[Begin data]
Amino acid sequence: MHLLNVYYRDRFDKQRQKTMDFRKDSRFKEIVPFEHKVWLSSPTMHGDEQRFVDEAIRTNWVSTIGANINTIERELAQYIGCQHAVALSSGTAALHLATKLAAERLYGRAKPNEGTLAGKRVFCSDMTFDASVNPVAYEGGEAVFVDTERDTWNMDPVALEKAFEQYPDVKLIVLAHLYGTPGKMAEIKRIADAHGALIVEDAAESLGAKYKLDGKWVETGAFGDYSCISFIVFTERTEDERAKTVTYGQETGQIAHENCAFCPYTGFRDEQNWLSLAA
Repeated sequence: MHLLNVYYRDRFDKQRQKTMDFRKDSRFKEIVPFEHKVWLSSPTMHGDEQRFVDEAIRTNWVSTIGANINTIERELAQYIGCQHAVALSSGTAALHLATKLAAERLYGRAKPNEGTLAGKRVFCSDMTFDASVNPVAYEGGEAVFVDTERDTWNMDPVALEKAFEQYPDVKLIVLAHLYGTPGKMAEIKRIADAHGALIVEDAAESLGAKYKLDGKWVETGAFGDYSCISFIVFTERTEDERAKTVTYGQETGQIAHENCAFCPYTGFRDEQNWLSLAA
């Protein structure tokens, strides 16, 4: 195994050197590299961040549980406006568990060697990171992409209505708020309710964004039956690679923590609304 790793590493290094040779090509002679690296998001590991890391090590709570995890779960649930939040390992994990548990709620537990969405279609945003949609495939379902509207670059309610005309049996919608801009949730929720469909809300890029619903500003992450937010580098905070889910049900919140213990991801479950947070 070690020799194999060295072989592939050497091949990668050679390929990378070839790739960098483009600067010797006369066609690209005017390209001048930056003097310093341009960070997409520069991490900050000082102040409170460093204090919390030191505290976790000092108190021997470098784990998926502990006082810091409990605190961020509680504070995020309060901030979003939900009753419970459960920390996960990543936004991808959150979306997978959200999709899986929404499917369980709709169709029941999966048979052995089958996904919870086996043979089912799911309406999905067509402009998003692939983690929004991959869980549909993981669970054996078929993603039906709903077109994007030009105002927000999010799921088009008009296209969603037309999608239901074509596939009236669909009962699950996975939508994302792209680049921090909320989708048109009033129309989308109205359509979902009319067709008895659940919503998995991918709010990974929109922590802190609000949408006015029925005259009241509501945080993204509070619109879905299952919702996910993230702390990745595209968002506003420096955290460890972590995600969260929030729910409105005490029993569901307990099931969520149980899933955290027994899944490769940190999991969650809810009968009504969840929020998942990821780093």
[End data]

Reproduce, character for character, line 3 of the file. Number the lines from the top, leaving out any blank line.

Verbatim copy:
């Protein structure tokens, strides 16, 4: 195994050197590299961040549980406006568990060697990171992409209505708020309710964004039956690679923590609304 790793590493290094040779090509002679690296998001590991890391090590709570995890779960649930939040390992994990548990709620537990969405279609945003949609495939379902509207670059309610005309049996919608801009949730929720469909809300890029619903500003992450937010580098905070889910049900919140213990991801479950947070 070690020799194999060295072989592939050497091949990668050679390929990378070839790739960098483009600067010797006369066609690209005017390209001048930056003097310093341009960070997409520069991490900050000082102040409170460093204090919390030191505290976790000092108190021997470098784990998926502990006082810091409990605190961020509680504070995020309060901030979003939900009753419970459960920390996960990543936004991808959150979306997978959200999709899986929404499917369980709709169709029941999966048979052995089958996904919870086996043979089912799911309406999905067509402009998003692939983690929004991959869980549909993981669970054996078929993603039906709903077109994007030009105002927000999010799921088009008009296209969603037309999608239901074509596939009236669909009962699950996975939508994302792209680049921090909320989708048109009033129309989308109205359509979902009319067709008895659940919503998995991918709010990974929109922590802190609000949408006015029925005259009241509501945080993204509070619109879905299952919702996910993230702390990745595209968002506003420096955290460890972590995600969260929030729910409105005490029993569901307990099931969520149980899933955290027994899944490769940190999991969650809810009968009504969840929020998942990821780093």